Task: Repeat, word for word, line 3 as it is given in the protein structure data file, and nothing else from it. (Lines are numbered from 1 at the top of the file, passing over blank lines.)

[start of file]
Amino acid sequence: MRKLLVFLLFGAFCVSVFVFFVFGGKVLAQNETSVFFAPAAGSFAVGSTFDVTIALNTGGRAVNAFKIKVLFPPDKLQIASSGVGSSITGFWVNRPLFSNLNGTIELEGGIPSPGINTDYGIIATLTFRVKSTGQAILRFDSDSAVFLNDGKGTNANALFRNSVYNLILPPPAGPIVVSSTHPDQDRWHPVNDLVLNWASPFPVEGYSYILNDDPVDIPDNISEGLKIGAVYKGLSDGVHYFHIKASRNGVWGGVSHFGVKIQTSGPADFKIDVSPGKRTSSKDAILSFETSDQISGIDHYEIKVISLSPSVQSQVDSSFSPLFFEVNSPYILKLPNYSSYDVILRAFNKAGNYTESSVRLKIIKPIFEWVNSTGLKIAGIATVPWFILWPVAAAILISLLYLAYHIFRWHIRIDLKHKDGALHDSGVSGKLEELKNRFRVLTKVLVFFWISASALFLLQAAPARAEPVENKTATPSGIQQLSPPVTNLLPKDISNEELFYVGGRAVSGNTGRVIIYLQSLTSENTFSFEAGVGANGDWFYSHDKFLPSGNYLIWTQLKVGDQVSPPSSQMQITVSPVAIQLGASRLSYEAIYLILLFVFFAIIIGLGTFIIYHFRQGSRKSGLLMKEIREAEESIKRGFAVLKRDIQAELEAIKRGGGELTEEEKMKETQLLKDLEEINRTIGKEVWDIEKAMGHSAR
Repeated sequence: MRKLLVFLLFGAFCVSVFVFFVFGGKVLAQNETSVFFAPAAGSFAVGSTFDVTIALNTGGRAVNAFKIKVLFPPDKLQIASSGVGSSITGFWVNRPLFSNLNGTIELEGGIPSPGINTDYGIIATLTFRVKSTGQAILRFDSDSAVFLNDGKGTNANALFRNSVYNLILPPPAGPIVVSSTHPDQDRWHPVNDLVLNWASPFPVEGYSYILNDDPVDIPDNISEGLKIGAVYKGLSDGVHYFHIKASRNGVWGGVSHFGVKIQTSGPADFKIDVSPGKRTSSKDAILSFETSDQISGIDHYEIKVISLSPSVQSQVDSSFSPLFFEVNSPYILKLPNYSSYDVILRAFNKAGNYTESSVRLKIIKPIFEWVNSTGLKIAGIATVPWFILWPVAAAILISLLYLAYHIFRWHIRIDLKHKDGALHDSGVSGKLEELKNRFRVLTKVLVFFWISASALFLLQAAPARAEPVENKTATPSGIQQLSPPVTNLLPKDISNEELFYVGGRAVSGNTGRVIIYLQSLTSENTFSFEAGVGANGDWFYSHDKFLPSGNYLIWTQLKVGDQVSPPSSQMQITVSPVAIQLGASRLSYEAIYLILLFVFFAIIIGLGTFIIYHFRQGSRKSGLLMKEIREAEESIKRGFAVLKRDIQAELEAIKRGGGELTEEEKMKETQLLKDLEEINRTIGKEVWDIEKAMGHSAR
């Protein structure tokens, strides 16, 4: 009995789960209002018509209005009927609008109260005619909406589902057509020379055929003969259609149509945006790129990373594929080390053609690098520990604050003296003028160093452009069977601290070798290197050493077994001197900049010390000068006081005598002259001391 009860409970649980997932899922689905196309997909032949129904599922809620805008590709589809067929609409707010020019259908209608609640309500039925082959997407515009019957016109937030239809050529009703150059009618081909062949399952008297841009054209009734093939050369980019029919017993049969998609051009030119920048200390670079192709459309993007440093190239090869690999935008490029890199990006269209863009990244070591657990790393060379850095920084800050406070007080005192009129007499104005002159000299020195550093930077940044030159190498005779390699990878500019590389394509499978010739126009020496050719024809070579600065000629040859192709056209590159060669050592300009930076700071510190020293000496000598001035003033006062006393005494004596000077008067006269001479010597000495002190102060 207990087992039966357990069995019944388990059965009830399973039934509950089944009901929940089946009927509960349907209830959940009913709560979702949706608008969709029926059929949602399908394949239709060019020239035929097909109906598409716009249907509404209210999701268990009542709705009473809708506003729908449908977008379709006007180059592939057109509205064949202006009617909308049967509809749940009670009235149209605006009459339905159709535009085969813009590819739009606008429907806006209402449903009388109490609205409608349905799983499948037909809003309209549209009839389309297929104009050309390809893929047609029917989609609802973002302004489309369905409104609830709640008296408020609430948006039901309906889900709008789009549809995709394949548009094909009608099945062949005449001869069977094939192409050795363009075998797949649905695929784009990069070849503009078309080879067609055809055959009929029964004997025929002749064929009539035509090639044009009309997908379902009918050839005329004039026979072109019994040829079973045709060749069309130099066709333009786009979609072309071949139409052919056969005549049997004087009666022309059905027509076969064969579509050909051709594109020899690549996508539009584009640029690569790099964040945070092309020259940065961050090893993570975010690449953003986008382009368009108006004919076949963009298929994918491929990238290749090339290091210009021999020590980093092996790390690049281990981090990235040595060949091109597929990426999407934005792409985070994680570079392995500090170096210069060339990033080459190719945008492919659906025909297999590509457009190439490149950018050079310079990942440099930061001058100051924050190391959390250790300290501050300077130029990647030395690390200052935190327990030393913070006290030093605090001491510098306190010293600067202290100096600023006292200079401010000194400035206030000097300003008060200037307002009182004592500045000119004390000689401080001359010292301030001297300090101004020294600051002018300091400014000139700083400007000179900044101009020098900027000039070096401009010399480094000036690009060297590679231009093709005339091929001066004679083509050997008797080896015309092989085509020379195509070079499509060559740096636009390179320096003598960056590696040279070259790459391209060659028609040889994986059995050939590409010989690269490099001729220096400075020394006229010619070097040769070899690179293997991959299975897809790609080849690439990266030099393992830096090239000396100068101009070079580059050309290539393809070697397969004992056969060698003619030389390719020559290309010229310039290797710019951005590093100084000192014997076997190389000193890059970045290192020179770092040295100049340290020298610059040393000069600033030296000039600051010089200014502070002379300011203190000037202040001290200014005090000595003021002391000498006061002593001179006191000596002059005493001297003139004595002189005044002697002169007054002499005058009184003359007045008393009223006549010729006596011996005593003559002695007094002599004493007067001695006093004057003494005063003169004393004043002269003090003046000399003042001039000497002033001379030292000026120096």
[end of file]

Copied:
């Protein structure tokens, strides 16, 4: 009995789960209002018509209005009927609008109260005619909406589902057509020379055929003969259609149509945006790129990373594929080390053609690098520990604050003296003028160093452009069977601290070798290197050493077994001197900049010390000068006081005598002259001391 009860409970649980997932899922689905196309997909032949129904599922809620805008590709589809067929609409707010020019259908209608609640309500039925082959997407515009019957016109937030239809050529009703150059009618081909062949399952008297841009054209009734093939050369980019029919017993049969998609051009030119920048200390670079192709459309993007440093190239090869690999935008490029890199990006269209863009990244070591657990790393060379850095920084800050406070007080005192009129007499104005002159000299020195550093930077940044030159190498005779390699990878500019590389394509499978010739126009020496050719024809070579600065000629040859192709056209590159060669050592300009930076700071510190020293000496000598001035003033006062006393005494004596000077008067006269001479010597000495002190102060 207990087992039966357990069995019944388990059965009830399973039934509950089944009901929940089946009927509960349907209830959940009913709560979702949706608008969709029926059929949602399908394949239709060019020239035929097909109906598409716009249907509404209210999701268990009542709705009473809708506003729908449908977008379709006007180059592939057109509205064949202006009617909308049967509809749940009670009235149209605006009459339905159709535009085969813009590819739009606008429907806006209402449903009388109490609205409608349905799983499948037909809003309209549209009839389309297929104009050309390809893929047609029917989609609802973002302004489309369905409104609830709640008296408020609430948006039901309906889900709008789009549809995709394949548009094909009608099945062949005449001869069977094939192409050795363009075998797949649905695929784009990069070849503009078309080879067609055809055959009929029964004997025929002749064929009539035509090639044009009309997908379902009918050839005329004039026979072109019994040829079973045709060749069309130099066709333009786009979609072309071949139409052919056969005549049997004087009666022309059905027509076969064969579509050909051709594109020899690549996508539009584009640029690569790099964040945070092309020259940065961050090893993570975010690449953003986008382009368009108006004919076949963009298929994918491929990238290749090339290091210009021999020590980093092996790390690049281990981090990235040595060949091109597929990426999407934005792409985070994680570079392995500090170096210069060339990033080459190719945008492919659906025909297999590509457009190439490149950018050079310079990942440099930061001058100051924050190391959390250790300290501050300077130029990647030395690390200052935190327990030393913070006290030093605090001491510098306190010293600067202290100096600023006292200079401010000194400035206030000097300003008060200037307002009182004592500045000119004390000689401080001359010292301030001297300090101004020294600051002018300091400014000139700083400007000179900044101009020098900027000039070096401009010399480094000036690009060297590679231009093709005339091929001066004679083509050997008797080896015309092989085509020379195509070079499509060559740096636009390179320096003598960056590696040279070259790459391209060659028609040889994986059995050939590409010989690269490099001729220096400075020394006229010619070097040769070899690179293997991959299975897809790609080849690439990266030099393992830096090239000396100068101009070079580059050309290539393809070697397969004992056969060698003619030389390719020559290309010229310039290797710019951005590093100084000192014997076997190389000193890059970045290192020179770092040295100049340290020298610059040393000069600033030296000039600051010089200014502070002379300011203190000037202040001290200014005090000595003021002391000498006061002593001179006191000596002059005493001297003139004595002189005044002697002169007054002499005058009184003359007045008393009223006549010729006596011996005593003559002695007094002599004493007067001695006093004057003494005063003169004393004043002269003090003046000399003042001039000497002033001379030292000026120096």